Drew Jones and David Walker, who form a bridge between corporations and the coworking movement, share what must change for corporations...
We’ve spent quite a bit of time thinking about the implications of mobile workplace solutions on people, businesses, and the commercial real estate industry. We have met with many stakeholders- including enterprise companies, employees, freelancers and telecommuters, and commercial real estate firms- all offering their insights and experiences that related to trends in workplace mobility which helped us solidify our vision for the future of work. With ShareDesk Optix we aim to deliver an integrated approach to delivering workplace solutions to enterprise companies. In the previous blog we briefly talked about these high-level trends (excerpt below). In this post we’d like to define some of these stakeholders along with high-level implications- we’ll explore them in more detail in future posts.
“Over the last decade, technological advancements have minimized the need for employees to be as physically present in a traditional, fixed, office setting. At the heart of this change is the ubiquity of high-speed Internet access, mobile technologies and cloud-based collaboration tools. This is changing the nature of employee relationships and requires better technologies to create effective collaborations.”
Let’s take a look at how companies are managing their commercial offices today. Keep in mind that the typical workplace utilization rate of a corporate desk or workspace is less than 50%, and to this day many employees sit in an office surrounded by empty cubicles, and experience the limitations of a fixed workplace. We should ask a simple question; isn’t real estate supposed to be an asset, an enabler of the business? Why has commercial office space, typically the 2nd highest operational expense on most companies’ balance sheets, become such a liability? Adding to the dilemma of underutilized space is the growing contingent of mobile workers, more companies leveraging project-based talent, and the globalization of business. This means that employees spend less time in fixed office cubicles, and more time with clients, and business partners in the field. They are connecting and collaborating with their colleagues where it is most suitable.
Enterprise employees and mobile professionals have been tapping the benefits of mobile work most notably over the past decade- and today, almost 80% of US employees indicate a preference more flexible workplace options. Corporate executives have been measuring the implications of this shift and gained better understanding of the benefits of workplace mobility. What they’re seeing is that adopting a mobile workplace strategy benefits employees first, providing them with more control and flexibility and allowing them to be more productive with their time. They are seeing how employee satisfaction correlates with increased output and cost savings for the business.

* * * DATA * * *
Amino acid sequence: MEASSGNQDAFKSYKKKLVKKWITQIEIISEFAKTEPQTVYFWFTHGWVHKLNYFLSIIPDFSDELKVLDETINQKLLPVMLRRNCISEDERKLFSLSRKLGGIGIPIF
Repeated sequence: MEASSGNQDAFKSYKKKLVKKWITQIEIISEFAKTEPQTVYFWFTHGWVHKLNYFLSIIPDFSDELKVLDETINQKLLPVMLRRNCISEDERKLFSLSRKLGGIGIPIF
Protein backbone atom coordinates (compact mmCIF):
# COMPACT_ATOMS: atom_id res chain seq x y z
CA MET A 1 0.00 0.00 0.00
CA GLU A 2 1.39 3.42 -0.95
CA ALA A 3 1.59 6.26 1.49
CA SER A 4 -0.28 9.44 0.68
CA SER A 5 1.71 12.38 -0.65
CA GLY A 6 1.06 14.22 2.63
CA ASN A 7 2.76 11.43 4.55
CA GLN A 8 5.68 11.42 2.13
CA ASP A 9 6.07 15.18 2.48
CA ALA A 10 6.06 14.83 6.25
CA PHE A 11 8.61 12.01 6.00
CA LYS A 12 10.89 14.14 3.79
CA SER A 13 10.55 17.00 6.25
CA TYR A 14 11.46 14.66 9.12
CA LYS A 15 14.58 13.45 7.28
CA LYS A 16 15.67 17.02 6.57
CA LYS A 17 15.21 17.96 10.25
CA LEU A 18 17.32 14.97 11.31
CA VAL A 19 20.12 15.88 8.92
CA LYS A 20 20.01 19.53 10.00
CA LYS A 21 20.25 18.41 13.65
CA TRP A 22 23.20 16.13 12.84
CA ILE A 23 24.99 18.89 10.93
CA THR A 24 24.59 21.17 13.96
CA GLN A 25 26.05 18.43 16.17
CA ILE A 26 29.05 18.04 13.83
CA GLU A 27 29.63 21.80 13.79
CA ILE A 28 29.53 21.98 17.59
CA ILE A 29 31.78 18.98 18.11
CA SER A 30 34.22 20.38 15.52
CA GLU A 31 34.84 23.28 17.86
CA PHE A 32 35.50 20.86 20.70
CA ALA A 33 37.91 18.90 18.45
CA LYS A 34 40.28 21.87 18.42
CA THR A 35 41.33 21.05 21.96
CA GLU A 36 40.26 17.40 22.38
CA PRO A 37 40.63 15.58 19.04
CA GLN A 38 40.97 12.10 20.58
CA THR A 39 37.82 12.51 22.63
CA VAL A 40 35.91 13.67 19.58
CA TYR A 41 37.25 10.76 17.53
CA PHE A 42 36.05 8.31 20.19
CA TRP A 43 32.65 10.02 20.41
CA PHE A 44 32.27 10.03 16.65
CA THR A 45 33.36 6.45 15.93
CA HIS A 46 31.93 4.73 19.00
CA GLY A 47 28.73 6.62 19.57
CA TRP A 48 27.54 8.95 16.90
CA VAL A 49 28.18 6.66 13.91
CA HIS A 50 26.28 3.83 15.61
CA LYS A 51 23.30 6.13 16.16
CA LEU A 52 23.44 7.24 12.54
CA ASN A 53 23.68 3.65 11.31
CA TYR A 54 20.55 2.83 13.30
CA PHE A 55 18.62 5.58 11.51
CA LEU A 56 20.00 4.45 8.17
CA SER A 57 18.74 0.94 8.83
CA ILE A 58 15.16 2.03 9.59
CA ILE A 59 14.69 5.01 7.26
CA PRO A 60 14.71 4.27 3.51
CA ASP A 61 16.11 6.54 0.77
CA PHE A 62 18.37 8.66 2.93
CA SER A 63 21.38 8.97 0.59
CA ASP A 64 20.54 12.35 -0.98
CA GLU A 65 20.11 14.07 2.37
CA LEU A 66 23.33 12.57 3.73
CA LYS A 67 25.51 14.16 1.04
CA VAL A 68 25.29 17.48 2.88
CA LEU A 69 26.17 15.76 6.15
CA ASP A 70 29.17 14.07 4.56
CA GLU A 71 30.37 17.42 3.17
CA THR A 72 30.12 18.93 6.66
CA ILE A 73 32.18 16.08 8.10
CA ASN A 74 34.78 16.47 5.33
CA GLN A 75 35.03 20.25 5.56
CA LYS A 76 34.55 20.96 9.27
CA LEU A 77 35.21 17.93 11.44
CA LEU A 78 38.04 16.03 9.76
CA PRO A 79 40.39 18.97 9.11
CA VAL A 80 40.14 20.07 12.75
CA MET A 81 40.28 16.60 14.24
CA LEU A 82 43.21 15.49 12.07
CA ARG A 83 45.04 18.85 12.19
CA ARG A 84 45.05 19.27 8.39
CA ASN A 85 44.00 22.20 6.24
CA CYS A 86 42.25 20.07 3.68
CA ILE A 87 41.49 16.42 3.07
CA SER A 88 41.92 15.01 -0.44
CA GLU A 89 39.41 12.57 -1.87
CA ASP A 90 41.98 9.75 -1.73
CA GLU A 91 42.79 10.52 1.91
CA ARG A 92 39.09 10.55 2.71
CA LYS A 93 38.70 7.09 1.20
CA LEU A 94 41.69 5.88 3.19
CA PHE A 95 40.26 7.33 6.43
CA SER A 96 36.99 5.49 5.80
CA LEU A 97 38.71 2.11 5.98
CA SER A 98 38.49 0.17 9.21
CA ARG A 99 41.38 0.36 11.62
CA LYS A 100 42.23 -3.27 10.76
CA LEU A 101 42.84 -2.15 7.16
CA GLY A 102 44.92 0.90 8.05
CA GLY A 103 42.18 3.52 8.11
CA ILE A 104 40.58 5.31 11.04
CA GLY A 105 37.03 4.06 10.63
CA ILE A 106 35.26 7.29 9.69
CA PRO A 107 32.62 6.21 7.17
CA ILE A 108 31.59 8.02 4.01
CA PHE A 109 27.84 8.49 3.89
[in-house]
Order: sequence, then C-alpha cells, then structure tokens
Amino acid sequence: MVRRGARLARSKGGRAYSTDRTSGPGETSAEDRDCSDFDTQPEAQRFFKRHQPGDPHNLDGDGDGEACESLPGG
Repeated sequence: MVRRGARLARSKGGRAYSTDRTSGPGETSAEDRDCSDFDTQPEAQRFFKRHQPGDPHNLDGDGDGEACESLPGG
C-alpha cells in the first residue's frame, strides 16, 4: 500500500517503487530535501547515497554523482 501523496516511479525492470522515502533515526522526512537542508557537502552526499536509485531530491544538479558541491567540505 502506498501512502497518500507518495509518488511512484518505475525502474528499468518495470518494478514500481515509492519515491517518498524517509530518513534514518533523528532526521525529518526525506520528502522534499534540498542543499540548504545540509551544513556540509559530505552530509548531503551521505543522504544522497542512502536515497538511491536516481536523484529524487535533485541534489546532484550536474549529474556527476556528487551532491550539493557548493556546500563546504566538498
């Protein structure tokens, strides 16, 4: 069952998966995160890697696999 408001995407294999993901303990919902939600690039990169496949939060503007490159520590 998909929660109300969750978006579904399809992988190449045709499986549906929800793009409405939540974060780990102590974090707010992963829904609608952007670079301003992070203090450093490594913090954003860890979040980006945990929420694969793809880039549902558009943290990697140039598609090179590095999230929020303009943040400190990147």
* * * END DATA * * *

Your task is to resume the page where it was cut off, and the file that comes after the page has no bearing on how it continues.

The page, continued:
Regardless of where an employee is located, the work they produce is what is most important not the office they work in; they are knowledge-based workers, not location-specific workers. So how are executives and managers thinking about facilitating environments that will enable their professionals to produce their best work? By providing the tools and resources required to allow the employees work where they need to, and where they are most productive. The best workplace is then one that revolves around the employee, and one that allows the employee to be agile and connected.
Approximately 62% of companies have already adopted workplace mobility solutions with the bulk of the investment to come in the next twelve to twenty four months. This provides more flexibility for employees, around their schedules- whether it is scheduling a meeting with colleagues in their own company’s office facility or booking a conference room for a client meeting at a meeting facility, business center, or a coworking space nearby. Having the ability to connect and collaborate with colleagues flexibly and work-life balance.
Corporate executives have seen that allowing employees the flexibility to work where they want does just that and allows businesses to realize significant savings as well. Companies like IBM, Best Buy, British Telecom, and Dow Chemical have seen teleworking and flexible workplace solutions leading to their employees being 35-40% more productive. Telus, a national Canadian telecommunications company is providing flexible workplace options to 30% of its 40,000 plus employees. IBM realized real estate costs of $50 million through implementing a mobile workplace strategy for over 100,000 employees.
With ShareDesk Optix, enterprise companies will now have an integrated approach to tapping into the benefits of flexible work solutions. They are able to design and implement flexible work solutions and access over 1,500 locations around the world, and also access the tools to manage a mobile workplace strategy. Meaning more flexibility and productivity, and more efficient utilization of companies’ commercial offices.